Born in Brooklyn and raised in Great Neck, New York, I grew up hearing stories that my immigrant Jewish grandparents told about the “old country” (Russia) that they left at the turn of the last century. How I wish I had recorded and video-taped every one of their memories.
An avid reader for as long as I remember, I graduated from Harvard College in 1975 with a degree in history and literature and went on to New College, Oxford, where I received an MA in English in 1977. After a brief stint in book publishing, I launched my career as a freelance writer. In recent years, I have been writing suspense-driven narrative non-fiction about the lives of people caught up in events beyond their control, be it catastrophic weather, war, or genocide. My 2004 book The Children’s Blizzard, a national bestseller, won the Washington State Book Award and the Midwest Booksellers Choice Award, and was nominated for a Quill Award.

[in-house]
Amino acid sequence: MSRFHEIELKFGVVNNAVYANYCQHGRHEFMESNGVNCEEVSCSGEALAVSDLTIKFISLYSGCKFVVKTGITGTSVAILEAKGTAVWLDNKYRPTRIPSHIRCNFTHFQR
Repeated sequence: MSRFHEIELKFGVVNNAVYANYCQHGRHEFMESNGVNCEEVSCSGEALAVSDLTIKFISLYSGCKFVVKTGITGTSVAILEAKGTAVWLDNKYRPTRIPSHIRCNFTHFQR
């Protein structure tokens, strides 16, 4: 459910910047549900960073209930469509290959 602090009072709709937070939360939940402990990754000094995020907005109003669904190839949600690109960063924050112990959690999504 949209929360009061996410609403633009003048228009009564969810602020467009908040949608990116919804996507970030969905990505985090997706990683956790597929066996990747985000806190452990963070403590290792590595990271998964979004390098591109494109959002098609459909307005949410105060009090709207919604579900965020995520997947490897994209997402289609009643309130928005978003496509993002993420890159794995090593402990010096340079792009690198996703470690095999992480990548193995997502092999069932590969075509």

I write frequently for the New York Times Travel Section, and I have also published in the Washington Post, the Wall Street Journal, the Seattle Times and Seattle Metropolitan.
When I’m not writing or traveling for research, I am usually outdoors trying to tame our large unruly garden north of Seattle, romping with our unruly Labrador retriever pup Patrick, skiing in Washington State’s Cascade Mountains, or hiking in the Wallowa Mountains of northeast Oregon. My wife, Kate O’Neill, and I have raised three wonderful daughters—all grown now and embarked on fascinating lives of their own.